Message Testing

The reading this week discussed message testing in order to determine effectiveness. The first reading looked at the impact of advertising on sugar sweetened beverage consumption in the city of Philadelphia. This campaign used what I traditionally held as my view of message testing, using consumer input to craft ads for television, radio etc. 

The second reading, observed consumer behavior on ecommerce sites in Canada and China. The study measured the impact of emotions on the perception of site atmospherics. According to the research, web designers “should use different techniques to increase visitors’ feelings of pleasure and likeability of the website for Canadian and feeling of control over the website for Chinese customers.”

I found this study particularly interesting because it seems to be more up to date with the needs of the ever changing media. Many websites need to be able to reach broad, sometimes international audiences, with different cultural influences. One website cannot serve the needs of everyone, even if they are in the same country. It is imperative to focus on your target audience, including their cultural influences.

Given the expense of message testing, would you consider using it for an international company?

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6 Responses to Message Testing

  1. alanyskpl says:

    I think it depends on how much excess expenses a company has. I think if there is enough spare money lying around, this type of testing can definitely benefit an international company. Each culture has their accepting factors and unaccepting factors and it could make or break a company if they use a slogan or ad that steps on cultural boundaries.

  2. naseemspeaks says:

    I think it’s crucial to test a message out. It’s a hefty investment that is worth it in my eyes. I think without it marketing organizations may not fully know whether their message is being received as they intend it. Of course, small companies may not have the budget but for big companies it should be a no brainer…however, I wonder what percentage of multinationals conduct message testing on their websites or media campaigns.

  3. I think an international company would be smart to, if not message test, hire a country’s ad firm to promote locally.

  4. I’m going to jump on the bandwagon here. If you are creating an international message, no matter how familiar you think you are with the market, message testing is vital. I would even go so far as to build that into an international marketing budget. I mean, Mexico is one of our closest neighbors and the Nova issue still happened.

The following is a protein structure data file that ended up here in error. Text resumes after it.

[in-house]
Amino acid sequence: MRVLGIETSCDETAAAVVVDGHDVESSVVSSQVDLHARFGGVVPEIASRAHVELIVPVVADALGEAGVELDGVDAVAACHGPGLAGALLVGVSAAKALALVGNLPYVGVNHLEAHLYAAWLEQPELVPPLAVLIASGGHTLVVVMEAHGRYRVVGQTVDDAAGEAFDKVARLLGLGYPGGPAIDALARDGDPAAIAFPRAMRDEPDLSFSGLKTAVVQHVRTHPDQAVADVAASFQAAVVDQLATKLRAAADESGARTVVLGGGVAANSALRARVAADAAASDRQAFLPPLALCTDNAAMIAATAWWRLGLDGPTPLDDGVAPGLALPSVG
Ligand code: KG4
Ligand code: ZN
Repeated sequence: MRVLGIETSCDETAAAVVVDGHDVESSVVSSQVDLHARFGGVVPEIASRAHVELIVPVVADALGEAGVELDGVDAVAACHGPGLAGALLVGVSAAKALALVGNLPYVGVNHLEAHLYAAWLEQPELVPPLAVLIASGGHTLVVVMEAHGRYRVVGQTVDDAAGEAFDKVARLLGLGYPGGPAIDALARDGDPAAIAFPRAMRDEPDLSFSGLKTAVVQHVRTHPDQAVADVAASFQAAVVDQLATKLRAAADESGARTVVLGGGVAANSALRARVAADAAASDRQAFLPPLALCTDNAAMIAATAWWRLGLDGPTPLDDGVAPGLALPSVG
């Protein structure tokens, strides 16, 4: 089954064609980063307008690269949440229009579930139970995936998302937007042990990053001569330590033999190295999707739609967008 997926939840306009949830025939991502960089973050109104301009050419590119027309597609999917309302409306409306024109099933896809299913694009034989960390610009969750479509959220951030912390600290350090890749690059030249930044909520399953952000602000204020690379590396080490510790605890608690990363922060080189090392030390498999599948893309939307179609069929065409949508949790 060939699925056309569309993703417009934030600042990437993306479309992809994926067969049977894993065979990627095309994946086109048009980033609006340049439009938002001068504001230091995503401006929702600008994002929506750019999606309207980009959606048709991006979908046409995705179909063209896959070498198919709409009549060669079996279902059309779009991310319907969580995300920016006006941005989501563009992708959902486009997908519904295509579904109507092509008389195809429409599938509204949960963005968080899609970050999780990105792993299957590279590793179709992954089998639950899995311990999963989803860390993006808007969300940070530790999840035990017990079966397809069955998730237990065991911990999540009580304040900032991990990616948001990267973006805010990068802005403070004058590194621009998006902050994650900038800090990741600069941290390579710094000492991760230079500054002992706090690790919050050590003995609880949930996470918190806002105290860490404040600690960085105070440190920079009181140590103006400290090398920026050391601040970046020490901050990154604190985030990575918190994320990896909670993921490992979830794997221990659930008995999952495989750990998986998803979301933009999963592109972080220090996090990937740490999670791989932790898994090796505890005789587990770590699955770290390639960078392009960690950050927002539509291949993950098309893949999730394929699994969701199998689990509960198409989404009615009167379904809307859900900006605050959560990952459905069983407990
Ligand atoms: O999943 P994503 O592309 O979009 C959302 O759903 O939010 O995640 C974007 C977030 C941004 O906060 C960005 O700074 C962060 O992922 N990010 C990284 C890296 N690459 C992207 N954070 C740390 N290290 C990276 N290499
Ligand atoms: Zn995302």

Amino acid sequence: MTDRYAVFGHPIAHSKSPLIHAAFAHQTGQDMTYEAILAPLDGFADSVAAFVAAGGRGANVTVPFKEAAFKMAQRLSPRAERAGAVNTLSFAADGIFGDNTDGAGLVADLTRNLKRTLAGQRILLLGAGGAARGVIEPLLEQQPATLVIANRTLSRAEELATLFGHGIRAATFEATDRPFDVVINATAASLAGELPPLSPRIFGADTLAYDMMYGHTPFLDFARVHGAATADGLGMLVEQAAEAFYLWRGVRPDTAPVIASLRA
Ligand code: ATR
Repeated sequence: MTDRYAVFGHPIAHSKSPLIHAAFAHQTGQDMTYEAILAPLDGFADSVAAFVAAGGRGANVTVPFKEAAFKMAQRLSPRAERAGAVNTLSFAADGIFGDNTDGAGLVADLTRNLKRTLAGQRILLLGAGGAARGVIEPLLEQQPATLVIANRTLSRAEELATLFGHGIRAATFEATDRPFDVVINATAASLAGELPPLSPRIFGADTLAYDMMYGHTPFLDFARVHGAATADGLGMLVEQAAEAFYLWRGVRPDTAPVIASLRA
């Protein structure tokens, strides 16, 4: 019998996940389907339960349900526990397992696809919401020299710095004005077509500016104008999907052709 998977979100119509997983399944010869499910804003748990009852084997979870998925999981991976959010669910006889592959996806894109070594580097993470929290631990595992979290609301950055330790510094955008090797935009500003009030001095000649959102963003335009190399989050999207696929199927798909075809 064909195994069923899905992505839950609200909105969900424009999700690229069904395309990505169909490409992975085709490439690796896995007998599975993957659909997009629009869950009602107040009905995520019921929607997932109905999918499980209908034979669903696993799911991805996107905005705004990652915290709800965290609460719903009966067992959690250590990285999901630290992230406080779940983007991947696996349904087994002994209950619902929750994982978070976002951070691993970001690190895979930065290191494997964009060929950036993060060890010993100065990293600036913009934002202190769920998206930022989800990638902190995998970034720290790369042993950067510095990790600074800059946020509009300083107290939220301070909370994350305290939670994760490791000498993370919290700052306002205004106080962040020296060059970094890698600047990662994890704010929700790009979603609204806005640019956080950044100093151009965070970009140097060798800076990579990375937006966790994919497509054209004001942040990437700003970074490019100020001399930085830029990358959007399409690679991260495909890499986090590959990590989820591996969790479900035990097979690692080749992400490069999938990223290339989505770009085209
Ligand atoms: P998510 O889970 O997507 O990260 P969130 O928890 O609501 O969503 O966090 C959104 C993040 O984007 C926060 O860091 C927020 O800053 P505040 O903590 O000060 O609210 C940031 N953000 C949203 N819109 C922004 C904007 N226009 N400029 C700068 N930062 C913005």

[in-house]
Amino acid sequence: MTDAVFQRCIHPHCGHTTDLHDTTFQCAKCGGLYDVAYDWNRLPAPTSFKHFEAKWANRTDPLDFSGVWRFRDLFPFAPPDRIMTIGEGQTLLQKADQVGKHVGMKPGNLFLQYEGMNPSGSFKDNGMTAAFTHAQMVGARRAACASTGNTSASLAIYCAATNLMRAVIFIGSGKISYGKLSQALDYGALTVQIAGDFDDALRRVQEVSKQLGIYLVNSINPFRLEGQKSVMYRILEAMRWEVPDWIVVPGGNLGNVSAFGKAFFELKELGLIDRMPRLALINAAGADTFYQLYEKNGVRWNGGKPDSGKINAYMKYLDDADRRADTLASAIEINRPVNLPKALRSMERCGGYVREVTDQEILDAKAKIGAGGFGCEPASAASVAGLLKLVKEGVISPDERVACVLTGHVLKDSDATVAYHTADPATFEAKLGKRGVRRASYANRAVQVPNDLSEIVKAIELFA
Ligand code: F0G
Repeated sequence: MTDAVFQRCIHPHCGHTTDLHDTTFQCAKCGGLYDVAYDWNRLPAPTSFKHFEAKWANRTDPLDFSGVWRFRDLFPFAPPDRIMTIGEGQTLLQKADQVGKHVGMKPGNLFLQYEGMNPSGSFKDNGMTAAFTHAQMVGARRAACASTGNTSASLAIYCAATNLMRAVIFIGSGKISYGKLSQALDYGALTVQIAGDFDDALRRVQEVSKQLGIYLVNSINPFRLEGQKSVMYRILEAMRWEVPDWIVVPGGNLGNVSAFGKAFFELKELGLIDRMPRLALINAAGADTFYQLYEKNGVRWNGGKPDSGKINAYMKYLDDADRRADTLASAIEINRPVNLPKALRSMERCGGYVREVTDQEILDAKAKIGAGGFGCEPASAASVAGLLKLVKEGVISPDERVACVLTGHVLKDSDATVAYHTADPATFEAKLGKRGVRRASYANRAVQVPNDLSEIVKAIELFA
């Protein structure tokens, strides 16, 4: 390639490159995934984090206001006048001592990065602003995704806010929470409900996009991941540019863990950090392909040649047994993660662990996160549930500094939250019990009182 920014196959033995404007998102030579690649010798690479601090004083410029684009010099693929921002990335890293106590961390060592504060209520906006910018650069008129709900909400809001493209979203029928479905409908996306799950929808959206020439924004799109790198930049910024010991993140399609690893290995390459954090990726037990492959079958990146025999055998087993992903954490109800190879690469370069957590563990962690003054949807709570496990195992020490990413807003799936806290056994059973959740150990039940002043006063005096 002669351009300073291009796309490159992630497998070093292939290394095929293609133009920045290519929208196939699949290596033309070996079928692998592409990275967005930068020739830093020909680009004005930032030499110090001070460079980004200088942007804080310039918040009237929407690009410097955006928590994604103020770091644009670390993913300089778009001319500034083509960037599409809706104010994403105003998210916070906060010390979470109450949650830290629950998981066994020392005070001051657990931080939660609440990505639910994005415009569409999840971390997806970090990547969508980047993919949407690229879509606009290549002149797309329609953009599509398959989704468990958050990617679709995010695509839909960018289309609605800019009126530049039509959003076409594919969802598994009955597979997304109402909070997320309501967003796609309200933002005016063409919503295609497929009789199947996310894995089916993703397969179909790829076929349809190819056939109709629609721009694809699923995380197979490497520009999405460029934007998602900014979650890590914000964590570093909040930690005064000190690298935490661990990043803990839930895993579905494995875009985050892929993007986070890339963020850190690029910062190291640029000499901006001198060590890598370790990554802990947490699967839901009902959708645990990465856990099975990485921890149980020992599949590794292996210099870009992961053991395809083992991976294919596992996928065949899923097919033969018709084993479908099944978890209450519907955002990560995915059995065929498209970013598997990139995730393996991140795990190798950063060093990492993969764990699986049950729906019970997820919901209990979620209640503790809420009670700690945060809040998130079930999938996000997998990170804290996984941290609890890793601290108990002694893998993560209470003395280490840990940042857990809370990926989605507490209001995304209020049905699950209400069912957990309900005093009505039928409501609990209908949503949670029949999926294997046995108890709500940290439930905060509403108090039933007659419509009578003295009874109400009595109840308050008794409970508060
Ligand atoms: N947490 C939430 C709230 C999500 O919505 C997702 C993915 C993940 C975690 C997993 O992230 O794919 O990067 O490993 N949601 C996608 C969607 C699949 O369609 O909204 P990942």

5. Amanda says:

    I would think message testing is necessary for international companies precisely because differences in language and culture make it too easy to be misunderstood or, worse, to offend. The second study beautifully illustrates that it’s more than an issue of language: different cultures value different things. They approach life in different ways. Just as companies in America need to meet their users where they are–if a company’s users are on Instagram, that company also needs to be on Instagram–international companies also need to meet their customers where they are. If their customers are in India, then the company needs to tailor their messages for Indian values and attitudes in order to be effective. They can’t just reuse the American advertising and messages and expect the same results.

  6. I think if you were going to spend money for message testing anywhere it would be internationally. As Americans we can figure it out with low costs but externally it’s a different story in that they’re usually a lot of differences in feelings of colors/words/images among different cultures.

    Once you start marketing over the boarder you’re marketing to a completely new audience and language. There’s a lot to learn.

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